Blood and tumor tissue were obtained as part of the LUD00-018 Phase I clinical trial (Trial Number NCT00112229) at the Centre Hospitalier Universitaire Vaudois (CHUV) in Lausanne. The study was conducted according to the relevant regulatory standards, upon approval by Swissmedic (the regulatory agency of Switzerland) and the “Commission d’Ethique de la Recherche Clinique de la Faculté de Biologie et de Médecine, Université de Lausanne,” which also approved the use of specimens from healthy volunteers. Patients were enrolled upon written informed consent. The trial involved serial monthly subcutaneous vaccinations of stage III/IV melanoma patients with peptides melanoma antigen recognized by T cells (Melan-A) ± Tyrosinase, together with deoxycytidyl-deoxyguanosine (CpG) 7909 and Montanide. Eighteen patients were included in the present study. These patients had a median duration of clinical follow-up of 107 months.
Human Cell Preparation and Flow Cytometry
Peripheral blood mononuclear cells (PMBC) were directly isolated from whole blood and stored in liquid nitrogen. Human tumor tissue was manually dissociated to yield a single cell suspension, which was cryopreserved on the same day as the surgery was performed. Frozen PBMC were thawed and incubated in RPMI with 10% FCS at 37°C overnight prior to analysis. CD8+ cells were enriched by negative selection with a magnetic bead system (StemCell, EasySep kit). Following CD8 enrichment, cells were first stained for 20 min at 4°C with APC-labeled Melan-A peptide-MHC tetramers (TCMetrix), followed by staining for surface markers (including CD8, CCR7, CD45RA, and homing receptors) for 20 min at room temperature. Ligands for E- and P-Selectin were detected by incubating cells with recombinant E- or P-selectin (R&D) in HBSS for 20 min at 4°C, followed by staining with FITC-labeled anti-human CD62E/P (R&D) at the same time as other surface antigens. Finally, cells were stained for 20 min at 4°C with LIVE/DEAD Aqua (Life Technologies) for discrimination of dead cells. Anti-human monoclonal antibodies were purchased from BD (CD11a, CD49a, CD49b, CXCR3), Biolegend (CCR1, CCR2, CCR4, CCR5, CCR7, CCR10, CD8, CD29, CD49d, CD103, CX3CR1), Beckman Coulter (CD14, CD16, CD45RA), or eBioscience (CXCR2, CD62L). All data were acquired on a Beckman Coulter Gallios flow cytometer, and analysis was performed using FlowJo software.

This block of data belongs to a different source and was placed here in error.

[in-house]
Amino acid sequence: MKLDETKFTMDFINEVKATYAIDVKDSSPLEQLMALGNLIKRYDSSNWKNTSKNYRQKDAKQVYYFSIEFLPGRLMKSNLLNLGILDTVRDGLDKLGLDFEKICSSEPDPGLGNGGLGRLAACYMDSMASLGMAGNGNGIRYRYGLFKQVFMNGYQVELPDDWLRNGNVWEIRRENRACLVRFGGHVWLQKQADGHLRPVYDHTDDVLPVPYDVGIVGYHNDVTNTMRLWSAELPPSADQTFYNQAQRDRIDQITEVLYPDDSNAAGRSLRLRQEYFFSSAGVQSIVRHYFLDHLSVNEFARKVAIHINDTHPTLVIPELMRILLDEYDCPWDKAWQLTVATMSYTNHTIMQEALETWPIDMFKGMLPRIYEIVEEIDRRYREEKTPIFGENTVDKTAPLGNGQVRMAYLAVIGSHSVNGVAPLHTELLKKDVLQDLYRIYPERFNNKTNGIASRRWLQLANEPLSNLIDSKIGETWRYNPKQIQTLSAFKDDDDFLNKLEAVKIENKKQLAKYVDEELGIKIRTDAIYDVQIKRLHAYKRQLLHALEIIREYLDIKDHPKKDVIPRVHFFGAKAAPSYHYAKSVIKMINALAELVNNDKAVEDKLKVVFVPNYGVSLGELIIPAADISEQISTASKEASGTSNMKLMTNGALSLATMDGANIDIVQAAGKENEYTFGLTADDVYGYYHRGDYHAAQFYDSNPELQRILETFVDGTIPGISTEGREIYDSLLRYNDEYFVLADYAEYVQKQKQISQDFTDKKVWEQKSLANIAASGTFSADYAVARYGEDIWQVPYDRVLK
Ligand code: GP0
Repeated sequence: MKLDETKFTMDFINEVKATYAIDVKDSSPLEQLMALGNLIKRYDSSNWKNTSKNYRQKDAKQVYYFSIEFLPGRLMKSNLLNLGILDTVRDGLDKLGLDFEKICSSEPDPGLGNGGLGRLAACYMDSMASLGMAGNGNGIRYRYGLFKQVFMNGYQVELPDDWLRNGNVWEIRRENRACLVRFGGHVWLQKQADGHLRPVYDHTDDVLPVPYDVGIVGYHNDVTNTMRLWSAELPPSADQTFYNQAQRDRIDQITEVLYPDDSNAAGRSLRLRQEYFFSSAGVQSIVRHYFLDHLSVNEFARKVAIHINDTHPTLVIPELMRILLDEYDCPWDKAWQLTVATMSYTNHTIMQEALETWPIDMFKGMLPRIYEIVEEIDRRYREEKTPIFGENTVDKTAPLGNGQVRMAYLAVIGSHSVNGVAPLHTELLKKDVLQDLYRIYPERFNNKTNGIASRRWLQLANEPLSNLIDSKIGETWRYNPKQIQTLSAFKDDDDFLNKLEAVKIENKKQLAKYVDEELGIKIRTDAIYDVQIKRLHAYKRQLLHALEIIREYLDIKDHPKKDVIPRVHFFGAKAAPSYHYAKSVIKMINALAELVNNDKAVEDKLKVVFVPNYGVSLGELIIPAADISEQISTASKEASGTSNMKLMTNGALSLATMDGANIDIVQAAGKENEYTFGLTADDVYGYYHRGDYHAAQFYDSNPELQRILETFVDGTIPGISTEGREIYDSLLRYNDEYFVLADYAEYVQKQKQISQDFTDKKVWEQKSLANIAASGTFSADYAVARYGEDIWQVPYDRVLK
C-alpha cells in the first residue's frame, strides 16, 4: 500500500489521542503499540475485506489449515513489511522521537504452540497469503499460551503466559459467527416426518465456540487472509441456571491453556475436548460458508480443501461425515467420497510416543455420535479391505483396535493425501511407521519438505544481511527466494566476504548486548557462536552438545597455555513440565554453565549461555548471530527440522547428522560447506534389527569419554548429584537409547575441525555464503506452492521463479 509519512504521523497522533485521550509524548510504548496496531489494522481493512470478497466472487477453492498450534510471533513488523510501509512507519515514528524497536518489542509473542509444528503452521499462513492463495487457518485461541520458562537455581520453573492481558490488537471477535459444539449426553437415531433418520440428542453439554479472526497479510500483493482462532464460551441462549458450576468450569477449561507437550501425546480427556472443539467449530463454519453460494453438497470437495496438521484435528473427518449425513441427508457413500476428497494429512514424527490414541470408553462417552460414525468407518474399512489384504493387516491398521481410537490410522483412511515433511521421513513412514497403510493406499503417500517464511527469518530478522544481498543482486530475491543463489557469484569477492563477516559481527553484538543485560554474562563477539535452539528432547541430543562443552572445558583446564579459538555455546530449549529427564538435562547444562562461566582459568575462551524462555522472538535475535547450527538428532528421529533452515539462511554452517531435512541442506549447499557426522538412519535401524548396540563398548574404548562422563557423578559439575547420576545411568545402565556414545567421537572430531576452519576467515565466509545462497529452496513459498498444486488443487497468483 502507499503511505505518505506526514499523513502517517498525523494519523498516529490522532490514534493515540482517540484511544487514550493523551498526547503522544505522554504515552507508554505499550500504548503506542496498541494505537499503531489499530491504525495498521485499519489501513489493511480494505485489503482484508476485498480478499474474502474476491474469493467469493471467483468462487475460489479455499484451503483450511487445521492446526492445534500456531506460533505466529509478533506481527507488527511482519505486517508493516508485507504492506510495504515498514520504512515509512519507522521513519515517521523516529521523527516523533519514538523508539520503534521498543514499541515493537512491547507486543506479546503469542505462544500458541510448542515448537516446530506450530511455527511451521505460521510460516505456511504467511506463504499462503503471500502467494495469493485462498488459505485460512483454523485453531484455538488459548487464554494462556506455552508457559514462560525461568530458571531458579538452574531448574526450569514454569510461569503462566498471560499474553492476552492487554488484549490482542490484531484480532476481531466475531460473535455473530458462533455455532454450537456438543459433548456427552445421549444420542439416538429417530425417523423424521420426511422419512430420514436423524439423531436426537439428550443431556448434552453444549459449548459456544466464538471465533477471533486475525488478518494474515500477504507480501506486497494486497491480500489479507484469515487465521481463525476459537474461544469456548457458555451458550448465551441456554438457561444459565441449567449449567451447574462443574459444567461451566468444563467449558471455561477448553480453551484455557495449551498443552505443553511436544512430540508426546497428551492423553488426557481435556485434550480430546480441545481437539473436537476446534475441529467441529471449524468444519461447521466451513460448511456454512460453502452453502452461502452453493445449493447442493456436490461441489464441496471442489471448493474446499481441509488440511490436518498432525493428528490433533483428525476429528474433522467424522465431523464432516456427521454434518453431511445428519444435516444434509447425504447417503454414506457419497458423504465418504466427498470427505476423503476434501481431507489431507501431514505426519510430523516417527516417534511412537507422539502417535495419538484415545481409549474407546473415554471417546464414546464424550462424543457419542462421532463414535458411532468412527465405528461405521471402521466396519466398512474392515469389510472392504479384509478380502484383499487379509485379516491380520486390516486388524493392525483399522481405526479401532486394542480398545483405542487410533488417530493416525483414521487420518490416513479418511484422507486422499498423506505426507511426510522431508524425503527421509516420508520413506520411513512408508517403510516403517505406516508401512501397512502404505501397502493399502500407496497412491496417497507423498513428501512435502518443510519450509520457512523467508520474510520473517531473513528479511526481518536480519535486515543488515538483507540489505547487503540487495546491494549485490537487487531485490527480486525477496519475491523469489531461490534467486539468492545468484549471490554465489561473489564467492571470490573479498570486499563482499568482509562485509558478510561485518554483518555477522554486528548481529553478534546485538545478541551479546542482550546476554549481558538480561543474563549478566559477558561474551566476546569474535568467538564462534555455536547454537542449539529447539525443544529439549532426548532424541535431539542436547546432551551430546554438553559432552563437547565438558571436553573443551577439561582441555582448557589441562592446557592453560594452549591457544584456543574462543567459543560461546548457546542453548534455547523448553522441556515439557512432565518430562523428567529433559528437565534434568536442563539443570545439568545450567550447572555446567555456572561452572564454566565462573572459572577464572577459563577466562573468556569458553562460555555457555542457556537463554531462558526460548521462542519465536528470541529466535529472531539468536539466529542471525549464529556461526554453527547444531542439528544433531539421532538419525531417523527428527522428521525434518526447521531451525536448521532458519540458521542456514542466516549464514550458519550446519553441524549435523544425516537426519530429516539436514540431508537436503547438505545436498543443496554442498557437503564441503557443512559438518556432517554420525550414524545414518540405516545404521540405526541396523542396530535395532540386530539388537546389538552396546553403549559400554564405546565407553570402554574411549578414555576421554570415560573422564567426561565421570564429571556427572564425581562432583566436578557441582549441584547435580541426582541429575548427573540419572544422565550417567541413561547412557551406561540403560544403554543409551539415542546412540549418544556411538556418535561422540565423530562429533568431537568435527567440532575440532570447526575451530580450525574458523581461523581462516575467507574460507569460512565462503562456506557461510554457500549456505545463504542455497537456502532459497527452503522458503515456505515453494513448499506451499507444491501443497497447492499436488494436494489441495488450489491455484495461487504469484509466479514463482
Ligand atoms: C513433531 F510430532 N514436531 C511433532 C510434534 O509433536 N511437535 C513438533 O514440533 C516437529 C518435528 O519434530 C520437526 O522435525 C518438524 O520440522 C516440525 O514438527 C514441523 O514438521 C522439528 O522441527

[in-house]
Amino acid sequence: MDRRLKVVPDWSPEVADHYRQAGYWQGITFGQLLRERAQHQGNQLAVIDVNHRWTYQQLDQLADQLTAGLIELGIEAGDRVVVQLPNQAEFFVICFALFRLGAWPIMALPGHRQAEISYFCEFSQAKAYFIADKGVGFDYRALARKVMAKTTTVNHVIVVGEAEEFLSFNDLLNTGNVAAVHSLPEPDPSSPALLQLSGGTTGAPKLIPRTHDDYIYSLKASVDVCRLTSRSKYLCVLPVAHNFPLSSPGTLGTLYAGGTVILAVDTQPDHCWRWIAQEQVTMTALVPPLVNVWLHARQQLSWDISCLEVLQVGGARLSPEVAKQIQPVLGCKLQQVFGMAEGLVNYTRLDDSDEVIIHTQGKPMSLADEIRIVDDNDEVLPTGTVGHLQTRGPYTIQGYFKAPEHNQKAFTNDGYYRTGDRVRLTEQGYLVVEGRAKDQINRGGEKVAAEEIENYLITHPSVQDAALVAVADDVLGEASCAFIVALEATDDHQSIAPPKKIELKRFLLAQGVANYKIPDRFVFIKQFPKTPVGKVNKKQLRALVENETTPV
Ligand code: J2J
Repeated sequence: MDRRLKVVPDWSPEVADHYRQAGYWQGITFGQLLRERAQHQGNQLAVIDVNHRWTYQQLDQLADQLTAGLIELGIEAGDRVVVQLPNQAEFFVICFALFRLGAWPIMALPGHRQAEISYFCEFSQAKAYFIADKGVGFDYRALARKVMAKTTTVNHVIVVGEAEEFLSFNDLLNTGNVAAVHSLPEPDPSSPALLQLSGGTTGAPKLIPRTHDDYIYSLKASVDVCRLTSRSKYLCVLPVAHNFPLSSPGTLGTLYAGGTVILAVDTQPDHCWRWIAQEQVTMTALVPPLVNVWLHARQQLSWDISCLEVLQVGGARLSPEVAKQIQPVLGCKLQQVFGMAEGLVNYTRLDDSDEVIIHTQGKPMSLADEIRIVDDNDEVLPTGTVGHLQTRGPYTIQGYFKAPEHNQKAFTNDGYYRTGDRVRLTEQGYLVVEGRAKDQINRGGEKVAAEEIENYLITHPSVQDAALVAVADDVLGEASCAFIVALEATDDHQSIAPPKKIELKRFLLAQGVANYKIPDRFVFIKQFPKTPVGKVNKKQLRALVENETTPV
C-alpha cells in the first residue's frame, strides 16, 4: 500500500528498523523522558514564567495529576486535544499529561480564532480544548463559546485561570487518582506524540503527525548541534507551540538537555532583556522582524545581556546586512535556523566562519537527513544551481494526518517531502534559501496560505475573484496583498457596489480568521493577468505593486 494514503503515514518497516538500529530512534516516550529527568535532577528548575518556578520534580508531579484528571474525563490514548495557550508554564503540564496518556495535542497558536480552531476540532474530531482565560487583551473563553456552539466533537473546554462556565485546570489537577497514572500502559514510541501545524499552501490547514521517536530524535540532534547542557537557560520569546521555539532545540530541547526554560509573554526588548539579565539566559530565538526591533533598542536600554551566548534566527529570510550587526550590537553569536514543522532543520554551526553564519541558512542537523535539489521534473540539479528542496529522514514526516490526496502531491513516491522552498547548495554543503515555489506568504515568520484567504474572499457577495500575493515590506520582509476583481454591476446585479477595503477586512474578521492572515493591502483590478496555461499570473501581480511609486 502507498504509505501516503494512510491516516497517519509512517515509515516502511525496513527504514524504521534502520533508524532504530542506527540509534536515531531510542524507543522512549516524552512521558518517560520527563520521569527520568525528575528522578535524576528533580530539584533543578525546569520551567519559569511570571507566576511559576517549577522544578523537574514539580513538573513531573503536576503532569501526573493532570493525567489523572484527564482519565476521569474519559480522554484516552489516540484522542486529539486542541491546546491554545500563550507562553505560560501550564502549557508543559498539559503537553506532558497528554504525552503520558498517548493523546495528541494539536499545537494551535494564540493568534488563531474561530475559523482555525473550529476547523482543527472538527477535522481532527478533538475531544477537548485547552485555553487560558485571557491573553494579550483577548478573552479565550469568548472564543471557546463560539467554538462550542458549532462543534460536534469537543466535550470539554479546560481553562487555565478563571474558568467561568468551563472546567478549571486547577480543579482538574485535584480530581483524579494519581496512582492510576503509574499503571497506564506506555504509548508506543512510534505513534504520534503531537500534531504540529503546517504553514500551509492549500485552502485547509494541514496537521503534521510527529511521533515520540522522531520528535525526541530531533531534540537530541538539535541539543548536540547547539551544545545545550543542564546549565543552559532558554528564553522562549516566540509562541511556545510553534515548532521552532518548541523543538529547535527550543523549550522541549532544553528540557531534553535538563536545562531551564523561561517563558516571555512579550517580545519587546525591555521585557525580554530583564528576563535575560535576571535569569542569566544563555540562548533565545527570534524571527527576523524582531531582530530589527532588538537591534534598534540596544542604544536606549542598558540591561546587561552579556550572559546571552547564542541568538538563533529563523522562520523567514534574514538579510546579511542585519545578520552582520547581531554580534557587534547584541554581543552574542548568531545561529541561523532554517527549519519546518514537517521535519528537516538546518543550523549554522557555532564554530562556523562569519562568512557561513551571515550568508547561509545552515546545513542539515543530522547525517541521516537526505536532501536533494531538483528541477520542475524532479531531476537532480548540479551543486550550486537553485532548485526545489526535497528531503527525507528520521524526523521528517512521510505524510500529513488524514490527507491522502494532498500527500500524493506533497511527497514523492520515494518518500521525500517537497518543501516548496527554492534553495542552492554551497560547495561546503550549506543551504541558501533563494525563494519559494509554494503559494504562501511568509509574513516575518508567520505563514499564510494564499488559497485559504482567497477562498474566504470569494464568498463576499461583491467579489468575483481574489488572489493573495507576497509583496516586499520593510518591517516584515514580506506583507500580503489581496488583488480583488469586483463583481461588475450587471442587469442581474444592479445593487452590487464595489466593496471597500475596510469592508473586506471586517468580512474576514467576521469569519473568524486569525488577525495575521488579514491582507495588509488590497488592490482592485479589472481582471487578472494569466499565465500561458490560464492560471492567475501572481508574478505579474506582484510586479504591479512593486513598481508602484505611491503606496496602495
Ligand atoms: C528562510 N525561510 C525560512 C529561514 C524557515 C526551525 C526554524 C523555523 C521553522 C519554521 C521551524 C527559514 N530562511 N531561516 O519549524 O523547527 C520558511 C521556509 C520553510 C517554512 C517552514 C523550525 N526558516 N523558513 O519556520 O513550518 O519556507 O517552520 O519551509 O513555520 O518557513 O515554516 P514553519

Mouse Tumor Model
CD45.2+ C57BL/6 mice between 6 and 10 weeks of age were used as host mice in all experiments. B16-F10 mouse melanoma cells were electroporated with an Ova-encoding plasmid and selected based on G418 resistance (23). B16-Ova and E.G7 cells were cultured for at least 5 days in RPMI, 10% FCS, prior to subcutaneous injection of 2 × 105 cells into the shaved flank skin of recipient mice. CD45.1+ OT-1 mice were sacrificed and lymphocytes pooled from lymph nodes and spleen before retro-orbital injection (i.v.) of 1 × 106 OT-1 T cells into recipient mice. 10 μg Ova peptide (SIINFEKL) and 50 μg CpG in 100 μl PBS were injected subcutaneously on the opposite flank to the tumor in order to immunize the mice. Tumor volume was measured according to length, width, and height using Vernier calipers from day 5 following tumor engraftment and every 2–3 days thereafter. The end-point for sacrifice of tumor-bearing mice was a tumor volume of 1 cm3, according to the Swiss regulations.
In Vitro Stimulation and Expansion of OT-1 Cells
Splenocytes from CD45.1+ OT-1 mice were isolated as described above. Cells were then stimulated with anti-CD3 (1 μg/ml), anti-CD28 (0.1 μg/ml), and recombinant IL-2 (20 IU/ml) for 48 h. Stimulated cells were harvested, washed, counted, and resuspended in medium containing 20 ng/ml IL-15. Cells were then expanded for a further 4 days, splitting as necessary. Immediately prior to adoptive transfer, live CD8+ cells were sorted on a BD FACS Aria and counted. Each mouse received 5 × 105 cells in PBS i.v.
In Vivo Blockade of Integrins
Function-blocking antibodies against mouse very late antigen (VLA)-1 (clone Ha31/8) and CD103 (clone M290) or isotype control antibodies were purchased in “No Azide, Low Endotoxin” format from BD (VLA-1) and Bioxcell (CD103). Two hundred fifty microgram was injected intraperitoneally (i.p.) on days 6, 11, and 16 following tumor engraftment.
Mouse Cell Preparation and Flow Cytometry